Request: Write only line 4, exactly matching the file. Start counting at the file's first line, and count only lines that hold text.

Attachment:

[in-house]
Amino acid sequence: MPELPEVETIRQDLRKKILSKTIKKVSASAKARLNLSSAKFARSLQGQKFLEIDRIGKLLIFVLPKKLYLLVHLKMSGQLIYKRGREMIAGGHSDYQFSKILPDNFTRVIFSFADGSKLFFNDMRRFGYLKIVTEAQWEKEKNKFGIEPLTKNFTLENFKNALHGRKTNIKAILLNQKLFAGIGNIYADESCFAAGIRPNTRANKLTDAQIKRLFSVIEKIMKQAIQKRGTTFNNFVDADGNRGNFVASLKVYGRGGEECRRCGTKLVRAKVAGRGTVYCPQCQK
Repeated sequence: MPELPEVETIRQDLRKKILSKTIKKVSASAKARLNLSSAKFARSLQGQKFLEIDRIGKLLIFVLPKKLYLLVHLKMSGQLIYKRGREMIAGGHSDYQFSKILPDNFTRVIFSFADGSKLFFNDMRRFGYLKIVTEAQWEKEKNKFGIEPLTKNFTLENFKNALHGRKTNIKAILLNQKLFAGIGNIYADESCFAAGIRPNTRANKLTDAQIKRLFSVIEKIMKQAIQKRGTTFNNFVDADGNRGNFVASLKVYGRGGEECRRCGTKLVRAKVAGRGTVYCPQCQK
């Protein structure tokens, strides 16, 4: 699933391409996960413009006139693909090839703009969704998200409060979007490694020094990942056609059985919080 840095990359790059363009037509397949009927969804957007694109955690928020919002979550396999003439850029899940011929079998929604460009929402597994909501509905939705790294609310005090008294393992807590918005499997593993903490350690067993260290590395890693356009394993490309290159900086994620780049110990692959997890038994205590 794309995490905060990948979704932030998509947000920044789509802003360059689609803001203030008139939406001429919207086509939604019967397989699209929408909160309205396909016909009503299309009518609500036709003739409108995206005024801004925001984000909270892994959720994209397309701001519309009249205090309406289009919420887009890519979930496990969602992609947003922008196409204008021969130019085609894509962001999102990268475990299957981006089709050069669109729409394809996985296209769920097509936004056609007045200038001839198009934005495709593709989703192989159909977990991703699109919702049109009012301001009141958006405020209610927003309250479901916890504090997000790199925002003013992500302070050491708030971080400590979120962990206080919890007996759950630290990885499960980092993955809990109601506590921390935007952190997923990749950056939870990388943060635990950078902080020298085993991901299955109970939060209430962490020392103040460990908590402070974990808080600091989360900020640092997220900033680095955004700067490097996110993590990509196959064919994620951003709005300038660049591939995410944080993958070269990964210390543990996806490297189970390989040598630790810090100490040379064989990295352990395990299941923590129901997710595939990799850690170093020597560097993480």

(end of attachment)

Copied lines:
């Protein structure tokens, strides 16, 4: 699933391409996960413009006139693909090839703009969704998200409060979007490694020094990942056609059985919080 840095990359790059363009037509397949009927969804957007694109955690928020919002979550396999003439850029899940011929079998929604460009929402597994909501509905939705790294609310005090008294393992807590918005499997593993903490350690067993260290590395890693356009394993490309290159900086994620780049110990692959997890038994205590 794309995490905060990948979704932030998509947000920044789509802003360059689609803001203030008139939406001429919207086509939604019967397989699209929408909160309205396909016909009503299309009518609500036709003739409108995206005024801004925001984000909270892994959720994209397309701001519309009249205090309406289009919420887009890519979930496990969602992609947003922008196409204008021969130019085609894509962001999102990268475990299957981006089709050069669109729409394809996985296209769920097509936004056609007045200038001839198009934005495709593709989703192989159909977990991703699109919702049109009012301001009141958006405020209610927003309250479901916890504090997000790199925002003013992500302070050491708030971080400590979120962990206080919890007996759950630290990885499960980092993955809990109601506590921390935007952190997923990749950056939870990388943060635990950078902080020298085993991901299955109970939060209430962490020392103040460990908590402070974990808080600091989360900020640092997220900033680095955004700067490097996110993590990509196959064919994620951003709005300038660049591939995410944080993958070269990964210390543990996806490297189970390989040598630790810090100490040379064989990295352990395990299941923590129901997710595939990799850690170093020597560097993480």